The US just certified its first fully electric flying car

The $300,000 Model A is one step closer to your garage.

For the first time, a fully electric flying car has secured a certificate of “airworthiness” from the FAA — putting its maker one step closer to its goal of selling the $300,000 flying car in the US.

The challenge: In 2022, the average driver in the US spent 51 hours stuck in traffic, costing them nearly $550 in fuel and $870 in lost time. In busy cities like New York and Chicago, they spent well over 100 hours in traffic.

The problem is expected to get worse in the future, too, as the population grows and more people move into and around urban areas — and until we completely phase out fossil fuel-powered cars, more driving is going to mean more harmful greenhouse gas emissions. 

“This certification now gives us the ability to fly in locations we need and for purposes we need.”

Alef Aeronautics

The idea: To combat our climate woes and help commuters avoid congestion, dozens of companies are developing small electric aircraft to fly them above crowded streets.

Most are eVTOLs, which take-off and land vertically, like helicopters. Those are typically limited to flying, though — you couldn’t also drive one on the road, which means they can only travel to and from places with suitable landing pads.

A smaller group are developing true flying cars — vehicles that can be flown or driven on public roads — but the only ones that have gotten the FAA greenlight for test flights are gas/electric hybrids, and one of them still requires a runway to take off, which means it wouldn’t be much use for navigating around a city.

What’s new? California-based Alef Aeronautics has now secured a special airworthiness certification from the FAA, in the experimental category, for its Armada Model Zero, a fully electric flying car that takes off and lands vertically.

This certification doesn’t give Alef permission to fly the Armada wherever and whenever it wants, but it does give the company more flexibility for flights.

“Our flights were very limited without this certification,” an Alef spokesperson told FLYING. “This certification now gives us the ability to fly in locations we need (for example, near our headquarters in Silicon Valley) and [for] purposes we need (like exhibition, for example).”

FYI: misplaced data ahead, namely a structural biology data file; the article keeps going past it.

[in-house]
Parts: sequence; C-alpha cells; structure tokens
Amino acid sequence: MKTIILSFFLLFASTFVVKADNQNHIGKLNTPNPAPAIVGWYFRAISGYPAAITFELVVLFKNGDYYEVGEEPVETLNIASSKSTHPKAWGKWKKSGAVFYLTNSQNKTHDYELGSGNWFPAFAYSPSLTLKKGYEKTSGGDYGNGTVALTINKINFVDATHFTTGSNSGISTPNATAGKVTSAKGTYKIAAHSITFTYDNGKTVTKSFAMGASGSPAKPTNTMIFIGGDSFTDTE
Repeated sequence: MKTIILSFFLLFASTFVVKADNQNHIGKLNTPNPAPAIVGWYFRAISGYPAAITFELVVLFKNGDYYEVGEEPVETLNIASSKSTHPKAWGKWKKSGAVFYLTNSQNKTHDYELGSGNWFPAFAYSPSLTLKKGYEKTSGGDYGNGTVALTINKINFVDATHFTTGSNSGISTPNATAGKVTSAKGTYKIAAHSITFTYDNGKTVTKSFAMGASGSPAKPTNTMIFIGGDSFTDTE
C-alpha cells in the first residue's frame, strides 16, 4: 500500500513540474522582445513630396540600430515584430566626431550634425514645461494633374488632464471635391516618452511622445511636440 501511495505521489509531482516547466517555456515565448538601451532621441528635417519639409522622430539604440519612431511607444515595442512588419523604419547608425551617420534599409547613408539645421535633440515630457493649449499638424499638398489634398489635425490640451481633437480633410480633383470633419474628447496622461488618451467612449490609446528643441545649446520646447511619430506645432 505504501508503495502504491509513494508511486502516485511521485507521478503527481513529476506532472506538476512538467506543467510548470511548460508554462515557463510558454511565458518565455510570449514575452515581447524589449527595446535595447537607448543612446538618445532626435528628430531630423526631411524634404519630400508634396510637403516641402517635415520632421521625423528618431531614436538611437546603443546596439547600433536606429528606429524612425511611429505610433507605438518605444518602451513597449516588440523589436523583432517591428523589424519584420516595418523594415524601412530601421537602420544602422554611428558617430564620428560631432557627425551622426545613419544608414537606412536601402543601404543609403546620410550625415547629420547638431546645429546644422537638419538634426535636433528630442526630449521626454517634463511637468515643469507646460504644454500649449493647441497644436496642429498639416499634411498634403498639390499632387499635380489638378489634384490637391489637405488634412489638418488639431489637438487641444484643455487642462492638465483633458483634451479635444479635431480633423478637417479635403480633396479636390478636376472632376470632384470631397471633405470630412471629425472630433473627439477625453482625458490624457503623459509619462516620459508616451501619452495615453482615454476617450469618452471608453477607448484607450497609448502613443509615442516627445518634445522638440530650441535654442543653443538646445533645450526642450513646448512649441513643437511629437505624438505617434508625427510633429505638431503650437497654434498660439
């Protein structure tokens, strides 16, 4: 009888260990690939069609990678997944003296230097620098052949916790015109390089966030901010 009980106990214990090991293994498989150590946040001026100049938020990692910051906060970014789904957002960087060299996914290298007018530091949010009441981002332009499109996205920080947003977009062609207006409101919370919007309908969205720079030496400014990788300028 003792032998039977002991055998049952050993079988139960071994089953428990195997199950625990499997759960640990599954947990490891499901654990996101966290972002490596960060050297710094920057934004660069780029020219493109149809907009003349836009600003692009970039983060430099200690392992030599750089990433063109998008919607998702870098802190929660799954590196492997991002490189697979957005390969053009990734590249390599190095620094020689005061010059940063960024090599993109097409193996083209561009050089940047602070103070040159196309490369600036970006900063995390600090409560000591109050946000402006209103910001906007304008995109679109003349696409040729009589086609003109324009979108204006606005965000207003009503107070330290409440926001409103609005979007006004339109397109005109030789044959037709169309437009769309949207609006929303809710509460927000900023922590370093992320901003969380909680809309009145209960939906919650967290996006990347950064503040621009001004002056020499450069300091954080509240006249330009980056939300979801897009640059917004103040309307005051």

“It allows us to move closer to bringing people an environmentally friendly and faster commute.”

Jim Dukhovny

Looking ahead: Alef plans to use these Armada flights to inform the design of its first production vehicle, the Model A. That electric flying car is expected to carry 1 to 2 passengers, have a top road speed of 25 mph, and have a range of 200 miles on the ground or 110 miles in the air.

Alef is already taking pre-orders for the $300,000 Model A on its website, with plans to begin deliveries in 2025 — pending approval, of course. 

“We’re excited to receive this certification from the FAA,” said CEO Jim Dukhovny. “It allows us to move closer to bringing people an environmentally friendly and faster commute, saving individuals and companies hours each week.”

We’d love to hear from you! If you have a comment about this article or if you have a tip for a future Freethink story, please email us at [email protected].

Related
Aerospace engineer explains why AI can’t replace air traffic controllers
For everyone’s safety, humans are likely to remain a necessary central component of air traffic control for a long time to come.
Cobalt-free batteries could power cars of the future
A new lithium-ion battery that includes a cathode based on organic materials could offer a more sustainable way to power electric cars.
Archer’s flying taxi finishes first round of flight tests
Archer Aviation’s electric air taxi has completed its first phase of flight testing, bringing the eVTOL one step closer to commercial service.
Up Next
a row of parked Toyotas
Subscribe to Freethink for more great stories